Just today (12.05.2023) I have open-sourced optiboy. While functionality is limited, it provides a clear way forward to build my own email list. Several bloggers and marketers have iterated on why it is important. Even if blogging is just a thing you do from time to time, it can be a good way to get in touch — especially without being annoying.

Why should I host my own, then?

There are many good reasons to host your own. For one, especially if you(r business) is based in the European Union, transferring data to the US is a legal risk that might not be worth it. Besides that, owning an asset as crucial as your mailing list is an idea worth exploring.

Host responsibly!

With control also comes responsibility, so self-hosting also means that you effectively safeguard your infrastructure. When running Docker instances on your server, you should understand how docker compose works.

Hosting optiboy on your own server

As described in optiboy’s readme, you’ll need to have Docker installed on the server. The latest version already has docker compose included.

To start, clone the repository somewhere on your server

git clone git@github.com:timweiss/optiboy.git

Inside the folder of the cloned code, you’ll need to set up some environment variables first. There are some good services that provide an SMTP server for you to mass-send emails. I’m using Mailjet but you can use any other service, too.

APP_EMAIL_SENDER=<your email address>
APP_HOSTNAME=<your hostname>

The sender defines which email should be used to send the email. You very much also want to define APP_EMAIL_SENDER_NAME to something so it becomes recognizable to your subscribers.

APP_HOSTNAME is set to let the application know which hostname to use. It’s necessary for the conformation mail to know where it points to.

Once you’ve filled out the environment variables, you should set up your reverse proxy. I’m using nginx, as configuring it is farily simple.

Start by creating a new virtual host inside your sites-available repository.

server {
	# replace example.com with your domain name
	server_name example.com;

	location / {
		proxy_set_header X-Forwarded-For $proxy_add_x_forwarded_for;

I recommend securing your endpoint with certbot.

Now, you can finally start up optiboy:

docker compose up

Check if it’s online by going to the endpoint.

Submitting emails

If you want to integrate optiboy into your website, you can make a fetch request to your endpoint

await fetch('http://localhost:3000', {
  method: 'POST',
  body: JSON.stringify({ email }),
  headers: {
    'Content-Type': 'application/json',

Additional considerations

Backing up your list

I’ve built optiboy to also notify me whenever somebody successfully signs up their email. This does already sort of provide a backup strategy in case the server I’m running it on just vanishes. It might be wise, however, to explore some secondary backup options — ideally running remotely.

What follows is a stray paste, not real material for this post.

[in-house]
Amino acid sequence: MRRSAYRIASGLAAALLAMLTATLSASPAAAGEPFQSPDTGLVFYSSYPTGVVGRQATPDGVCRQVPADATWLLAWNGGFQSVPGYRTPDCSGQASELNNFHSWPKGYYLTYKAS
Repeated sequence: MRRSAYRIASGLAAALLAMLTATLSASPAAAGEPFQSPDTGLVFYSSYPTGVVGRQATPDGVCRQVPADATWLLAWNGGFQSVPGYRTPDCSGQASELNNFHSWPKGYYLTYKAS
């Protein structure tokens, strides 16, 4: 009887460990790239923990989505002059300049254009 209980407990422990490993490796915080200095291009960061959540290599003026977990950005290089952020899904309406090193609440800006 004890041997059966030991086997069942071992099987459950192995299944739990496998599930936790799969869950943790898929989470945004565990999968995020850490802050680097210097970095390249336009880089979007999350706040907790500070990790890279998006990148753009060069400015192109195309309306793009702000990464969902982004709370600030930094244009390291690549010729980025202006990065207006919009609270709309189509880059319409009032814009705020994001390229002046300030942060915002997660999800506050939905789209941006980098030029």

I am a fan of just running a plain cronjob on my server to dump the database and uploading it to a remote server.

Rclone a pg_dump

One great tool to synchronize your local files is rclone. It is compatible with many storage services. I’m using Azure’s Storage Account as I’m already using Azure for many of my personal projects and I don’t have to juggle around many bills then — and I like the administration of it more than AWS.

So, as the only crucial part you need to care about is optiboy’s database, we can simply run a pg_dump on it and mirror it. This even gives us two backup options: one local on the server (in case the database just stops working) and one on a remote server (like Azure) to restore from in case everything goes south.

I’ll write a more in-depth guide on how I’m utilizing rclone at work for secure backups of our user’s file uploads, so this one will be just a brief script for you to use.

# get container id for running postgres, exchange optiboy-postgres if you've cloned it inside another folder
container=$(docker ps | grep 'optiboy-postgres' | awk '{ print $1 }')

dt=$(date '+%Y-%m-%d %H:%M:%S');
# any location you want to put it in, I'm using this one because it's simple to use

# runs the pg_dump inside the container and writes it to our host's location
docker exec "$container" pg_dump -U postgres postgres > "$location"

# copies the backup to my target
rclone sync --fast-list --checksum --update --use-server-modtime "/home/tim/backup/optiboy" "backups:/optiboy"

For rclone, you can go without the additional options, but generally --fast-list --checksum --update --use-server-modtime makes sure that my storage cost is not astronomically high, especially for many files. I have also created a container inside the storage account called optiboy in case I want to sync other backups in the future.

If you want to use Azure, please refer to rclone’s documentation for Azure Blob Storage for all options. My rclone config file looks like this:

type = azureblob
account = <your azure storage account name>
key = <your access key>

Now, you can manually run this script whenever you feel like if you want to do a manual backup. I’ve decided to run daily backups in the night for now, so my cron config (access with crontab -e) looks like this:

0 1 * * * /home/tim/backup/optiboy-backup.sh

Customizing the email and confirmation page

While I am already happy with the result, you might want to have a custom confirmation page. I don’t yet have an ETA for when I’ll extend optiboy’s capabilities to allow for custom templates, but this is something I want to work on.